Wine by Pete Stewart
A classic food and wine match is steak with a structured, tannic red such as Cabernet Sauvignon or Malbec. But are we over-simplifying our choice? How do you like your steak – rare, medium-rare, or burnt to a crisp? And will you be having fillet, rib-eye or sirloin? With a peppercorn, blue cheese or bearnaise sauce? Do you cook it in the oven, on a hot grill or on the barbecue?
Leaner cuts of meat such as fillets are better with wines with softer tannins. For example, a rare fillet is perfectly partnered with a good red Burgundy such as a Gevrey-Chambertin or a Nuits-SaintGeorges.
Steak tartare is tricky, but try it with a nice Julienas and you won’t be disappointed. A rare sirloin is the one to go with Cabernet Sauvignon or Malbec. The fats and proteins in the meat will soften the effect of the tannins on the palate, making the steak and the wine taste better. If you cook your steak for longer, you’ll lose some fat from the meat and the big, tannic wine will taste slightly bitter as a result. A better match would be a more mature Bordeaux, or perhaps a super Tuscan.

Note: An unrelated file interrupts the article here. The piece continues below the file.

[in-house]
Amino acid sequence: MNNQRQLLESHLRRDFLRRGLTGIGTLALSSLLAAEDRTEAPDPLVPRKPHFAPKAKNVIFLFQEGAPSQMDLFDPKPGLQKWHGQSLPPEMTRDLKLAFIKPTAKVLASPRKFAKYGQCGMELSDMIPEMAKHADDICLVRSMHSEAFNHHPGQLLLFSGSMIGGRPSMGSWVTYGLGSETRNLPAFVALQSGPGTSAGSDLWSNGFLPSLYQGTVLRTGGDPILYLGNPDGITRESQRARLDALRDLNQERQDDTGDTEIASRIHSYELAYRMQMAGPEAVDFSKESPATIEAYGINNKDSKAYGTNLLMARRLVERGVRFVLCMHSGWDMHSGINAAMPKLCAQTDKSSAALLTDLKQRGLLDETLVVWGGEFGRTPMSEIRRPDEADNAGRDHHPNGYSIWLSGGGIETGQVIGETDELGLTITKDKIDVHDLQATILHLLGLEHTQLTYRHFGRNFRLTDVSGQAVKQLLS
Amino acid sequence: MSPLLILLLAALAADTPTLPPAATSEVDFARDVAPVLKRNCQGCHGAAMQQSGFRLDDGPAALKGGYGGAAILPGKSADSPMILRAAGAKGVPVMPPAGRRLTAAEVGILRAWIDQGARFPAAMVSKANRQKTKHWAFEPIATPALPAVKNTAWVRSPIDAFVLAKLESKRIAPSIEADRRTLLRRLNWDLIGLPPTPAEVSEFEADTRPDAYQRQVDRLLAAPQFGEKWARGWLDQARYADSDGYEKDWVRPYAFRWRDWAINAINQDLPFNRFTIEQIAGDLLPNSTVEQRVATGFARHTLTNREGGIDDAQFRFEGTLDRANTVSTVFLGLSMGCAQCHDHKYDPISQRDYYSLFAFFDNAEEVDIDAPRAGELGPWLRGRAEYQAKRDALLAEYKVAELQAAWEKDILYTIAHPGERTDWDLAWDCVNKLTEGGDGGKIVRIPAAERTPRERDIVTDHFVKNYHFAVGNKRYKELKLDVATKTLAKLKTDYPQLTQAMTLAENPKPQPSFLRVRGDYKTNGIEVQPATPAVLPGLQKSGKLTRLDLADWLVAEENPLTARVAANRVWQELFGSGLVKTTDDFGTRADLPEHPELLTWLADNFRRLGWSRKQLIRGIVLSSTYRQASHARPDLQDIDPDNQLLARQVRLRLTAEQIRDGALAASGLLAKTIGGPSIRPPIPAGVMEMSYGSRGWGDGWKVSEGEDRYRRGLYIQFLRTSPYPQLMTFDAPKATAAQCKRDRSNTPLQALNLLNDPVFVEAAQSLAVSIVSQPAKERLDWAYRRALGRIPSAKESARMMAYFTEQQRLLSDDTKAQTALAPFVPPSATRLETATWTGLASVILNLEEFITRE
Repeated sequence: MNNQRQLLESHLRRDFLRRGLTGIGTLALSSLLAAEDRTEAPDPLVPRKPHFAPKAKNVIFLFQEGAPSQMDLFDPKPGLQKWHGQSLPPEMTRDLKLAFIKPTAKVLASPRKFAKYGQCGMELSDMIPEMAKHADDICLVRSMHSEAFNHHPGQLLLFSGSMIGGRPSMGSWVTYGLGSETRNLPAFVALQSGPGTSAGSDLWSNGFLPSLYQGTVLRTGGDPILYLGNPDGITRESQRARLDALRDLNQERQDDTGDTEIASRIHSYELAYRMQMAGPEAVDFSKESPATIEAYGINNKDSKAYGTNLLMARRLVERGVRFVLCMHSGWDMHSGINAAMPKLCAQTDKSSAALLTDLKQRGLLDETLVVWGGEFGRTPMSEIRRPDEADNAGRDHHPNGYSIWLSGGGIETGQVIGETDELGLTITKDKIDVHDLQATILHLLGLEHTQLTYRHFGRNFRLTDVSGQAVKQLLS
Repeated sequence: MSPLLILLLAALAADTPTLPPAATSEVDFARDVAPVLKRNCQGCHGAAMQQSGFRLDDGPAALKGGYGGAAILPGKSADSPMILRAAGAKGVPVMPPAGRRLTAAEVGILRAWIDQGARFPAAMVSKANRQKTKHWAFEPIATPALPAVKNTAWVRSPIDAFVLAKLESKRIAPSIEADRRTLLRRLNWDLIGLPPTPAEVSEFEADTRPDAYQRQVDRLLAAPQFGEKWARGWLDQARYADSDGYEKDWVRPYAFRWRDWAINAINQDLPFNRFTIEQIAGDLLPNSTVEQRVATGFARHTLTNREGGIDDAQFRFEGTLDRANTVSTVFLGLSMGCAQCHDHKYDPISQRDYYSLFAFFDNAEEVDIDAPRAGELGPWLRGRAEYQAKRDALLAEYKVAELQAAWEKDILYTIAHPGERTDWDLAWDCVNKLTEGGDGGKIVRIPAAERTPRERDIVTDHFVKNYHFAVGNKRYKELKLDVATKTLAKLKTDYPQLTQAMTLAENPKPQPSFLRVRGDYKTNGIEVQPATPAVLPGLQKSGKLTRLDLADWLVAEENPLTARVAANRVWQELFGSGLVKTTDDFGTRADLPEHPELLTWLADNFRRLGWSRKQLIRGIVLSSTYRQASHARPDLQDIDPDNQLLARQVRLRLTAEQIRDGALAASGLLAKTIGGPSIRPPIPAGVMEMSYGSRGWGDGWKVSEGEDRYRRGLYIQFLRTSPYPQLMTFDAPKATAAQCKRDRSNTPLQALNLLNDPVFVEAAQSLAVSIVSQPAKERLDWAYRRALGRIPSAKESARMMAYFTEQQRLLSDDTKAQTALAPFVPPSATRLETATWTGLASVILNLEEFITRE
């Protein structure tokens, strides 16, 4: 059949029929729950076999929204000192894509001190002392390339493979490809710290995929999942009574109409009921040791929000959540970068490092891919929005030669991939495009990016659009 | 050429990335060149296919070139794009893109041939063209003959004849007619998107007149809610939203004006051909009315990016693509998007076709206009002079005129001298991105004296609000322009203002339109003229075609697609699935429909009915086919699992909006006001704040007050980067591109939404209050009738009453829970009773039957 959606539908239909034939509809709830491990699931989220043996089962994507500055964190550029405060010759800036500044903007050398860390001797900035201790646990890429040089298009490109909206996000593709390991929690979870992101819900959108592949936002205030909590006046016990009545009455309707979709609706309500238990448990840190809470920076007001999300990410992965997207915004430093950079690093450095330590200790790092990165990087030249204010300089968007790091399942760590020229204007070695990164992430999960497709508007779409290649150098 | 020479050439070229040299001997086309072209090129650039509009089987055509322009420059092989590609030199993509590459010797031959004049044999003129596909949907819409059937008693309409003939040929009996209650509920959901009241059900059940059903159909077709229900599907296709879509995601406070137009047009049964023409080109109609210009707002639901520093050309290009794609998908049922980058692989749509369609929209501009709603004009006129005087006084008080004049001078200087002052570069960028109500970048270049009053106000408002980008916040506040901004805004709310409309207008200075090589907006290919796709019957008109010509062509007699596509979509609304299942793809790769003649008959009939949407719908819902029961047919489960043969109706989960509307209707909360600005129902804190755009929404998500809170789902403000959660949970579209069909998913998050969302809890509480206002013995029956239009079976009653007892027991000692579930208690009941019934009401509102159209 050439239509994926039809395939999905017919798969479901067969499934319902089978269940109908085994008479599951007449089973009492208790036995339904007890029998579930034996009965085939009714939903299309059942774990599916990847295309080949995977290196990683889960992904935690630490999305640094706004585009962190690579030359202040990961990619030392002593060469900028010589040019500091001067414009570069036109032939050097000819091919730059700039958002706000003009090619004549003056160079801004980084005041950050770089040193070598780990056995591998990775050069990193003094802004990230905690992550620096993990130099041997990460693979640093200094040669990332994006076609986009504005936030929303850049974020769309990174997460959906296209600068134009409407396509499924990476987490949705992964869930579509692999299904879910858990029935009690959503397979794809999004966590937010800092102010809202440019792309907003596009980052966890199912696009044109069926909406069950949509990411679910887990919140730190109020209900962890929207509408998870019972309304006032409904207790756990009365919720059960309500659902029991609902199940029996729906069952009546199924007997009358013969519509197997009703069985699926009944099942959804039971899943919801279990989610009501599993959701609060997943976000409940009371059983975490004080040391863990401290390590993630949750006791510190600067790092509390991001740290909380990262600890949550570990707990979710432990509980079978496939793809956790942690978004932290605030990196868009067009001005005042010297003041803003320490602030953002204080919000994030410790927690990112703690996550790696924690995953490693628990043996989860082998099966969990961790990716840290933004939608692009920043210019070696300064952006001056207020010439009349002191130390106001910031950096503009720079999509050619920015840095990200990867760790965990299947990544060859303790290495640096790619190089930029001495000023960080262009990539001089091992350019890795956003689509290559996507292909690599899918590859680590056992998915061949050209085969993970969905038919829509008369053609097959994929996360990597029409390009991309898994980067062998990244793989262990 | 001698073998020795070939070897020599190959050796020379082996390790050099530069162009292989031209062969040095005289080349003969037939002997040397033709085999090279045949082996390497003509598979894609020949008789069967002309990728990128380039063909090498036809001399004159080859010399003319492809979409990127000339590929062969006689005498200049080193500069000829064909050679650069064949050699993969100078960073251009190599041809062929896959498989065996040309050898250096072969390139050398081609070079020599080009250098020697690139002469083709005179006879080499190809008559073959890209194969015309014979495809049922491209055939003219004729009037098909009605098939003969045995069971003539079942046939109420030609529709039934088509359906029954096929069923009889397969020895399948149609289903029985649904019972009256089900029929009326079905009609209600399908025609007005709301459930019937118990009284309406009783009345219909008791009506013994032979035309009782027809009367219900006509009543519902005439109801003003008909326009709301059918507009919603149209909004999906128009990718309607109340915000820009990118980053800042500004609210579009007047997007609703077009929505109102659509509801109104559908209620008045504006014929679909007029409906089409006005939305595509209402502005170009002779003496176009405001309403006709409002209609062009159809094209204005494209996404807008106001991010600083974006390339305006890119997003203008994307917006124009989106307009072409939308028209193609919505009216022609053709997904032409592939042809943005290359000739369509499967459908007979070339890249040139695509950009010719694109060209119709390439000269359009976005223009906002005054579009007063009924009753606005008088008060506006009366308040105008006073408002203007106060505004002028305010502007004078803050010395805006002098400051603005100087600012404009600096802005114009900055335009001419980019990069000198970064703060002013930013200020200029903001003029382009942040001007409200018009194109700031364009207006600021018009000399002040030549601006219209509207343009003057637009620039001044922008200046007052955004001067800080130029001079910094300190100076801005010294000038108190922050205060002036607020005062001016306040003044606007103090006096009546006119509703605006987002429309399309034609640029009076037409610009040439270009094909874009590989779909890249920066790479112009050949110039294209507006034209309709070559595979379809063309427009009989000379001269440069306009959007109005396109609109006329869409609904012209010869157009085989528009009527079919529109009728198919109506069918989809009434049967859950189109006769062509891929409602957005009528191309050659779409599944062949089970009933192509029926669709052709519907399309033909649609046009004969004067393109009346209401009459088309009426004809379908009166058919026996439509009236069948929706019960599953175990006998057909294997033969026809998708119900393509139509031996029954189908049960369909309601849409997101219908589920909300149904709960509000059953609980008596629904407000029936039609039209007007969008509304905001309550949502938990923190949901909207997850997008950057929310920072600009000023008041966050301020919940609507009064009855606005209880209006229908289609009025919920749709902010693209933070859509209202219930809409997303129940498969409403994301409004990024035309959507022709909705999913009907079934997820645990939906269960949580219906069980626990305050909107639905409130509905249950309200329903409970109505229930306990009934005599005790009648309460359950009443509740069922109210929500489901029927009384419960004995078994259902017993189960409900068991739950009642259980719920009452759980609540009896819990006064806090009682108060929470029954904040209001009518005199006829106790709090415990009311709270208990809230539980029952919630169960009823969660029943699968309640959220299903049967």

If you’re cooking on the barbecue, and serving with a peppercorn sauce, try an Australian Shiraz. So, you have lots of options and you should enjoy experimenting.
If you’re going all out for the rare fillet, you should spoil yourself with a bottle of the Maison du Tastelune Nuits-Saint-Georges 1er Cru Les Pruliers 2011 (M&S, £52). This is richer than the wines from neighbouring estates and is made without the use of herbicides or pesticides. It’s expensive, but it will be lovely with your fillet.
The Malbec to grace your wine rack this weekend is the Catena Malbec 2015 (Majestic, £13.99). This has all the tannins to match the rare sirloin, and it has a lovely spicy note which helps to echo the extra flavours in a peppered steak, or one served with a peppercorn sauce. It’s a good all-rounder and doesn’t overly impact your wallet.